The risk for major depression (MD) is elevated in association with an increased number of affected family members, according to a study published online Feb. 8 in JAMA Psychiatry.
Frederikke Hørdam Gronemann, Ph.D., from Copenhagen University Hospital in Denmark, and colleagues examined the association between family MD history and risk for MD. Data were included for 2,903,430 Danish individuals of whom 37,970 men and 70,223 women (2.6 and 5 percent, respectively) developed MD during follow-up.
The researchers found that exposure to maternal, paternal, or full sibling MD was associated with a twofold higher risk for MD for men (incidence rate ratios [IRRs], 2.10, 2.04, and 2.08, respectively); the associated risk increased with the number of affected family members. A similar pattern was seen for women. Family members’ age at MD onset was not associated with MD for men.
For women, maternal MD onset at age 69 years or younger was associated with increased IRRs for MD compared with maternal onset at age 70 years or older (IRRs, 1.64, 1.62, 1.56, and 1.67 for age younger than 40, 40 to 49, 50 to 59, and 60 to 69 years, respectively). For men, increased IRRs were seen in association with exposure to maternal MD at younger than 30 years (IRRs, 1.95, 2.31, 2.18, and 1.42 for age <1, 1 to <12, 12 to <19, and 19 to <30 years, respectively), while a lower IRR was seen for exposure to maternal MD at 30 years or older (IRR, 0.77).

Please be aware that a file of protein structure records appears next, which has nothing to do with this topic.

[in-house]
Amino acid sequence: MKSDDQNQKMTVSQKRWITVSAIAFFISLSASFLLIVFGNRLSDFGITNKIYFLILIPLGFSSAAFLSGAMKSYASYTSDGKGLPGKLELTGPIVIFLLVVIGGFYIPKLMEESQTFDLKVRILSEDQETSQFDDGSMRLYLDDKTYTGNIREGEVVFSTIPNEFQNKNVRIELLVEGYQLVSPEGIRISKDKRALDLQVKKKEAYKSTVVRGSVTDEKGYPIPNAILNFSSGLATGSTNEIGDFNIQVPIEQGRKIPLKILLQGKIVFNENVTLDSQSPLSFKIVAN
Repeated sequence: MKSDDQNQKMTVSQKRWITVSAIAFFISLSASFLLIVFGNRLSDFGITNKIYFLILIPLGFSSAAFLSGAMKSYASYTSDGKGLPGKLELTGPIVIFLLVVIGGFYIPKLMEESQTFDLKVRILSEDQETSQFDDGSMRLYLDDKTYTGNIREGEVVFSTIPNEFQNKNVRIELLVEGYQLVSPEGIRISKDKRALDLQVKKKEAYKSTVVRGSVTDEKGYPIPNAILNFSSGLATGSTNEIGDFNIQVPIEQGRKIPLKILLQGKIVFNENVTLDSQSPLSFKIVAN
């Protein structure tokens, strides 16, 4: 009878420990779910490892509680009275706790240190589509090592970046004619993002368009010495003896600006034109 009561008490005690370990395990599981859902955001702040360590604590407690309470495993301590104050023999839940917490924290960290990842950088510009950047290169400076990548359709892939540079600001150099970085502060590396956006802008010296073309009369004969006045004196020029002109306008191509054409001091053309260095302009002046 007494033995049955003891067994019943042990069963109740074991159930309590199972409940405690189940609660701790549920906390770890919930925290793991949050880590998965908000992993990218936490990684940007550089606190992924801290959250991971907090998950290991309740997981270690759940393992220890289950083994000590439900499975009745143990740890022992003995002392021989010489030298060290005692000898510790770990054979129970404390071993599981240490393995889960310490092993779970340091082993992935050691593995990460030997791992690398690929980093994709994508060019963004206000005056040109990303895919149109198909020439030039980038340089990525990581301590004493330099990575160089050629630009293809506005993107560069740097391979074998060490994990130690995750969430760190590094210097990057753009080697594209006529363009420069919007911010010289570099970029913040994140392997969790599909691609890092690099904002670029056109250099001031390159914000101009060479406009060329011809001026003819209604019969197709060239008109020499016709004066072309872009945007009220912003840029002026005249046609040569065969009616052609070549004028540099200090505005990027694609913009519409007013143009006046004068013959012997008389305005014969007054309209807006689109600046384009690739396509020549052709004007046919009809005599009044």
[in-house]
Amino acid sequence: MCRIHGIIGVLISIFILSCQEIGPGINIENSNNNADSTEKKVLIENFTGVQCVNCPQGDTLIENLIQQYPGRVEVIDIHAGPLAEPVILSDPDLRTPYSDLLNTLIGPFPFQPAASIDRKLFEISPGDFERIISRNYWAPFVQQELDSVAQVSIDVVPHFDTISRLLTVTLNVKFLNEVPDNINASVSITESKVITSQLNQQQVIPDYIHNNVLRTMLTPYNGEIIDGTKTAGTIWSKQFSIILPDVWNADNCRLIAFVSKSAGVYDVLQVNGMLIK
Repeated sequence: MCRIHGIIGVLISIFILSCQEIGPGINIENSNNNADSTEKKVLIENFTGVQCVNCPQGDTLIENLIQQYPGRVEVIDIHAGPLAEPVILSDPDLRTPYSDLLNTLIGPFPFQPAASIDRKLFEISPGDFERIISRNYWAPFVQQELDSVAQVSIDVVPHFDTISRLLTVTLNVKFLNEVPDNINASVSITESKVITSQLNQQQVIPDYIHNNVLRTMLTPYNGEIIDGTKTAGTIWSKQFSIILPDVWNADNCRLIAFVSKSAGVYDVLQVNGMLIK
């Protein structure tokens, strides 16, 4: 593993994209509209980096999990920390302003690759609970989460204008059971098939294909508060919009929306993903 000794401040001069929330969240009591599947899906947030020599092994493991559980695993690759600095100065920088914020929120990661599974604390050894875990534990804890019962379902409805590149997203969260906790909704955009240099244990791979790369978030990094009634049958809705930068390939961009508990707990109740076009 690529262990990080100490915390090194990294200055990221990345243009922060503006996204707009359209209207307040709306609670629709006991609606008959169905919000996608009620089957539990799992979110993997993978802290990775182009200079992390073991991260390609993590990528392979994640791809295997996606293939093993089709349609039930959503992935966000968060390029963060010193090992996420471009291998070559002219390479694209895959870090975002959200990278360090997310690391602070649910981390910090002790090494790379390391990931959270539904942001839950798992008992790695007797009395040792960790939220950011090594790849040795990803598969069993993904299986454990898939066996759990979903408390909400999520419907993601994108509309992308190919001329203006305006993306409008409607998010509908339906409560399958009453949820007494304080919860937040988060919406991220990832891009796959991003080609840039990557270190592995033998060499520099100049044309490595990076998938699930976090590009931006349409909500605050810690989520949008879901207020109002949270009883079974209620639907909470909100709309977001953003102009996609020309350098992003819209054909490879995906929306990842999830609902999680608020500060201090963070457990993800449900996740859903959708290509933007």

“The risk of MD was approximately two times higher among both men and women with a family history of MD, irrespective of which family member was affected,” the authors write.
Frederikke Hørdam Gronemann et al, Association of Familial Aggregation of Major Depression With Risk of Major Depression, JAMA Psychiatry (2023). DOI: 10.1001/jamapsychiatry.2022.4965
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